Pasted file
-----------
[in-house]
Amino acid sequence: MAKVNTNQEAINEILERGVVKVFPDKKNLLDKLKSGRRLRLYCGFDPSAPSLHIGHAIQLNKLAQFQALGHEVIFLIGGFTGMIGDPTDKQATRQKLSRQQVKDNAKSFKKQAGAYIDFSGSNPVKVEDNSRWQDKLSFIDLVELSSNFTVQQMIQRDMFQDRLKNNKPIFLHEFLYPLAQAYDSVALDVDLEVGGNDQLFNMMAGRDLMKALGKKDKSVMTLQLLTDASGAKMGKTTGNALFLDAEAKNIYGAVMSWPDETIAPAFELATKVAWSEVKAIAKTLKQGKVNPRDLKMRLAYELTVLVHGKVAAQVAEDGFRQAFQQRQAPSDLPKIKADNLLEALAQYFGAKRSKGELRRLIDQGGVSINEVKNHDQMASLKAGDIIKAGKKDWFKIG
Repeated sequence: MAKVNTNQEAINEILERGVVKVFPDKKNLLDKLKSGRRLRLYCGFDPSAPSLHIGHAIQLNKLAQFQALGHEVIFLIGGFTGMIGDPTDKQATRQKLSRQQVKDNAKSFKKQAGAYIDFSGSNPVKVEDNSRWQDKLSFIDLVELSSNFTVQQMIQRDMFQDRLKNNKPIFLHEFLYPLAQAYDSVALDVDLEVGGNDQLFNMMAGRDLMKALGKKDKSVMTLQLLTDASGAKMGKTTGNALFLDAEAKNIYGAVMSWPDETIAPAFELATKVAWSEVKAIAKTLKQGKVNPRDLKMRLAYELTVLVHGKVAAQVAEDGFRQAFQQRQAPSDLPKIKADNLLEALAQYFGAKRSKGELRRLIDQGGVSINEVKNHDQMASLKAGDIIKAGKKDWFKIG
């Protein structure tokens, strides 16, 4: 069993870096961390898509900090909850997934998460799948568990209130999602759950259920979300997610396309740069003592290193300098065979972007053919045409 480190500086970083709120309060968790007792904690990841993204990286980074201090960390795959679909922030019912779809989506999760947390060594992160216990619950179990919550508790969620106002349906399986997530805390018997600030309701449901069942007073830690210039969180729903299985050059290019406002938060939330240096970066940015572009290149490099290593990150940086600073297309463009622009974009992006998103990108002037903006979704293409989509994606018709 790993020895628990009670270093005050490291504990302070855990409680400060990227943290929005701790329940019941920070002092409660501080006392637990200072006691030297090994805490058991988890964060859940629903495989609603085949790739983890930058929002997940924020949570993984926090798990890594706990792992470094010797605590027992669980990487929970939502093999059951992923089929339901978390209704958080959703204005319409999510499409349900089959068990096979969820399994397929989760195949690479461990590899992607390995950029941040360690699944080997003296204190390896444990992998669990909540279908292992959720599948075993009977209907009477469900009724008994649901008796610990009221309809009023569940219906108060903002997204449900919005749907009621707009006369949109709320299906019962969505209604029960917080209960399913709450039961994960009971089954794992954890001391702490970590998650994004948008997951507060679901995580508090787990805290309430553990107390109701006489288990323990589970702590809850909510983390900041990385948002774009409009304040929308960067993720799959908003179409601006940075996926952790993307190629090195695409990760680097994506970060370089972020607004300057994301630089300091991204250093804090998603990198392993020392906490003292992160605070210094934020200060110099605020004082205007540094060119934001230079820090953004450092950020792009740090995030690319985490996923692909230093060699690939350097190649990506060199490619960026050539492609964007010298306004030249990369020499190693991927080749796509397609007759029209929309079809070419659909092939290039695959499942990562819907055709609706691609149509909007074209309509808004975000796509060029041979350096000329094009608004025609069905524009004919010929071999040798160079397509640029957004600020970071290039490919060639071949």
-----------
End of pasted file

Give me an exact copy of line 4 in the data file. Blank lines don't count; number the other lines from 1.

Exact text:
């Protein structure tokens, strides 16, 4: 069993870096961390898509900090909850997934998460799948568990209130999602759950259920979300997610396309740069003592290193300098065979972007053919045409 480190500086970083709120309060968790007792904690990841993204990286980074201090960390795959679909922030019912779809989506999760947390060594992160216990619950179990919550508790969620106002349906399986997530805390018997600030309701449901069942007073830690210039969180729903299985050059290019406002938060939330240096970066940015572009290149490099290593990150940086600073297309463009622009974009992006998103990108002037903006979704293409989509994606018709 790993020895628990009670270093005050490291504990302070855990409680400060990227943290929005701790329940019941920070002092409660501080006392637990200072006691030297090994805490058991988890964060859940629903495989609603085949790739983890930058929002997940924020949570993984926090798990890594706990792992470094010797605590027992669980990487929970939502093999059951992923089929339901978390209704958080959703204005319409999510499409349900089959068990096979969820399994397929989760195949690479461990590899992607390995950029941040360690699944080997003296204190390896444990992998669990909540279908292992959720599948075993009977209907009477469900009724008994649901008796610990009221309809009023569940219906108060903002997204449900919005749907009621707009006369949109709320299906019962969505209604029960917080209960399913709450039961994960009971089954794992954890001391702490970590998650994004948008997951507060679901995580508090787990805290309430553990107390109701006489288990323990589970702590809850909510983390900041990385948002774009409009304040929308960067993720799959908003179409601006940075996926952790993307190629090195695409990760680097994506970060370089972020607004300057994301630089300091991204250093804090998603990198392993020392906490003292992160605070210094934020200060110099605020004082205007540094060119934001230079820090953004450092950020792009740090995030690319985490996923692909230093060699690939350097190649990506060199490619960026050539492609964007010298306004030249990369020499190693991927080749796509397609007759029209929309079809070419659909092939290039695959499942990562819907055709609706691609149509909007074209309509808004975000796509060029041979350096000329094009608004025609069905524009004919010929071999040798160079397509640029957004600020970071290039490919060639071949």